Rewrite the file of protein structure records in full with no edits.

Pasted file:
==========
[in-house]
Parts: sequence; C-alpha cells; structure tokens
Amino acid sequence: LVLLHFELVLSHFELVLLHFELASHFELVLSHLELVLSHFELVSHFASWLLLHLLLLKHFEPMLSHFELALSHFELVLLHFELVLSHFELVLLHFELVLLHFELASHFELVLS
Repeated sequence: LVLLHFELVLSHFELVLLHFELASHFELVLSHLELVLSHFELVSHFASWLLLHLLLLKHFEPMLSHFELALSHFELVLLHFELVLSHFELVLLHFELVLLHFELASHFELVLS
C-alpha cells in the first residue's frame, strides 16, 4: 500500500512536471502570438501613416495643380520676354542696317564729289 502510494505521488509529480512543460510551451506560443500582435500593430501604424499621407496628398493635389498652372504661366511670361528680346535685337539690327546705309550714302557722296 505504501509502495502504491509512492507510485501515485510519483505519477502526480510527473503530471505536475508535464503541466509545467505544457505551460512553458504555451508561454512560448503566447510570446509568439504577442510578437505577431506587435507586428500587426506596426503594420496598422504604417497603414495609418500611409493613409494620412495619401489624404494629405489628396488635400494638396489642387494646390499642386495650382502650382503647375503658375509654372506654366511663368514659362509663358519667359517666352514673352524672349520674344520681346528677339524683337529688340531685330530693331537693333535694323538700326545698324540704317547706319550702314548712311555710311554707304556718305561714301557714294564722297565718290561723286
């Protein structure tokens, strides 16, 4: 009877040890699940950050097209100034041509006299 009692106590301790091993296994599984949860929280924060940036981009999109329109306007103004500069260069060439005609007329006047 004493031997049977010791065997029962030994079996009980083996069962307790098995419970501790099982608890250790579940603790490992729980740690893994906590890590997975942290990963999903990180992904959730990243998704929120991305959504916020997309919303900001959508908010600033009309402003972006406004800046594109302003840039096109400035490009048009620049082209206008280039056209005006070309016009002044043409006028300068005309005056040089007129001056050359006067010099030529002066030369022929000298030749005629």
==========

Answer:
[in-house]
Parts: sequence; C-alpha cells; structure tokens
Amino acid sequence: LVLLHFELVLSHFELVLLHFELASHFELVLSHLELVLSHFELVSHFASWLLLHLLLLKHFEPMLSHFELALSHFELVLLHFELVLSHFELVLLHFELVLLHFELASHFELVLS
Repeated sequence: LVLLHFELVLSHFELVLLHFELASHFELVLSHLELVLSHFELVSHFASWLLLHLLLLKHFEPMLSHFELALSHFELVLLHFELVLSHFELVLLHFELVLLHFELASHFELVLS
C-alpha cells in the first residue's frame, strides 16, 4: 500500500512536471502570438501613416495643380520676354542696317564729289 502510494505521488509529480512543460510551451506560443500582435500593430501604424499621407496628398493635389498652372504661366511670361528680346535685337539690327546705309550714302557722296 505504501509502495502504491509512492507510485501515485510519483505519477502526480510527473503530471505536475508535464503541466509545467505544457505551460512553458504555451508561454512560448503566447510570446509568439504577442510578437505577431506587435507586428500587426506596426503594420496598422504604417497603414495609418500611409493613409494620412495619401489624404494629405489628396488635400494638396489642387494646390499642386495650382502650382503647375503658375509654372506654366511663368514659362509663358519667359517666352514673352524672349520674344520681346528677339524683337529688340531685330530693331537693333535694323538700326545698324540704317547706319550702314548712311555710311554707304556718305561714301557714294564722297565718290561723286
């Protein structure tokens, strides 16, 4: 009877040890699940950050097209100034041509006299 009692106590301790091993296994599984949860929280924060940036981009999109329109306007103004500069260069060439005609007329006047 004493031997049977010791065997029962030994079996009980083996069962307790098995419970501790099982608890250790579940603790490992729980740690893994906590890590997975942290990963999903990180992904959730990243998704929120991305959504916020997309919303900001959508908010600033009309402003972006406004800046594109302003840039096109400035490009048009620049082209206008280039056209005006070309016009002044043409006028300068005309005056040089007129001056050359006067010099030529002066030369022929000298030749005629």